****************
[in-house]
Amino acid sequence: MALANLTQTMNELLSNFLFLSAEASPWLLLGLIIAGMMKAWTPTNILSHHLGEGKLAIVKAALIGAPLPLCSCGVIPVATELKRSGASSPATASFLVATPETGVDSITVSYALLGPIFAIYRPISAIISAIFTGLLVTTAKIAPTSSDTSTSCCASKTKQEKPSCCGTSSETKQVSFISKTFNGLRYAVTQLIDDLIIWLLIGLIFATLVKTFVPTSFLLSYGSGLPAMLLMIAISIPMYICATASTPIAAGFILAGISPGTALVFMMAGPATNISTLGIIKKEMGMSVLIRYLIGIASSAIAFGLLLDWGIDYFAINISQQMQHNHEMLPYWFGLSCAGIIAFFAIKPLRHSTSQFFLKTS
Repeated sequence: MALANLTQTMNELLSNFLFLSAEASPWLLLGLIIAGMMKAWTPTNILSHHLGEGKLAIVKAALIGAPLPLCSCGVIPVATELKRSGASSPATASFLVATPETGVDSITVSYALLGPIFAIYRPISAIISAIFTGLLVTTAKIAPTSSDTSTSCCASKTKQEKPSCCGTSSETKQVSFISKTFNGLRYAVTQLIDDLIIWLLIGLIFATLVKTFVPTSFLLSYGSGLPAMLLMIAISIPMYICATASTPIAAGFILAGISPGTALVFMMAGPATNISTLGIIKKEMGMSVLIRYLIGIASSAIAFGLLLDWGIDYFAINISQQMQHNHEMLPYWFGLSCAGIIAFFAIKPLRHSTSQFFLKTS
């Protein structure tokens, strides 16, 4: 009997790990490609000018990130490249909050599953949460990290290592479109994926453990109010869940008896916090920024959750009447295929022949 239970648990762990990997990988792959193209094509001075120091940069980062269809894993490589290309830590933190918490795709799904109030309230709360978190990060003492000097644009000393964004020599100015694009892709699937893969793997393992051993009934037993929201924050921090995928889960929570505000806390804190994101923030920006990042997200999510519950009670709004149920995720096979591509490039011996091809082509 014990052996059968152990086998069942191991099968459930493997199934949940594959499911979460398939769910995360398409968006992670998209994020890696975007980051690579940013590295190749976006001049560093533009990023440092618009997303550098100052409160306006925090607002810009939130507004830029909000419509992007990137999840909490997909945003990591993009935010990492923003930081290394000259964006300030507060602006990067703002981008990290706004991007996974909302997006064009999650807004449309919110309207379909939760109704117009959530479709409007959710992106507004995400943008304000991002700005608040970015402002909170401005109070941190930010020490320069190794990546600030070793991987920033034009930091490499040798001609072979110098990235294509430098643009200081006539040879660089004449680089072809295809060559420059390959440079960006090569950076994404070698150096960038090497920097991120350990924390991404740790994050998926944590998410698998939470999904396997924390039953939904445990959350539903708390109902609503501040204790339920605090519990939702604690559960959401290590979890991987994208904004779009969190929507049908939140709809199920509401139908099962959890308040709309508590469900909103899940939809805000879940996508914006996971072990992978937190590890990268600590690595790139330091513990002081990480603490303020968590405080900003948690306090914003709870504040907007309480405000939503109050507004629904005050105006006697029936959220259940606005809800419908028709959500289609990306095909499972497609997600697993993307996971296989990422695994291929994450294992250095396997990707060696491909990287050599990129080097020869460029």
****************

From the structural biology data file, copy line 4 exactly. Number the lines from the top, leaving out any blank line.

């Protein structure tokens, strides 16, 4: 009997790990490609000018990130490249909050599953949460990290290592479109994926453990109010869940008896916090920024959750009447295929022949 239970648990762990990997990988792959193209094509001075120091940069980062269809894993490589290309830590933190918490795709799904109030309230709360978190990060003492000097644009000393964004020599100015694009892709699937893969793997393992051993009934037993929201924050921090995928889960929570505000806390804190994101923030920006990042997200999510519950009670709004149920995720096979591509490039011996091809082509 014990052996059968152990086998069942191991099968459930493997199934949940594959499911979460398939769910995360398409968006992670998209994020890696975007980051690579940013590295190749976006001049560093533009990023440092618009997303550098100052409160306006925090607002810009939130507004830029909000419509992007990137999840909490997909945003990591993009935010990492923003930081290394000259964006300030507060602006990067703002981008990290706004991007996974909302997006064009999650807004449309919110309207379909939760109704117009959530479709409007959710992106507004995400943008304000991002700005608040970015402002909170401005109070941190930010020490320069190794990546600030070793991987920033034009930091490499040798001609072979110098990235294509430098643009200081006539040879660089004449680089072809295809060559420059390959440079960006090569950076994404070698150096960038090497920097991120350990924390991404740790994050998926944590998410698998939470999904396997924390039953939904445990959350539903708390109902609503501040204790339920605090519990939702604690559960959401290590979890991987994208904004779009969190929507049908939140709809199920509401139908099962959890308040709309508590469900909103899940939809805000879940996508914006996971072990992978937190590890990268600590690595790139330091513990002081990480603490303020968590405080900003948690306090914003709870504040907007309480405000939503109050507004629904005050105006006697029936959220259940606005809800419908028709959500289609990306095909499972497609997600697993993307996971296989990422695994291929994450294992250095396997990707060696491909990287050599990129080097020869460029």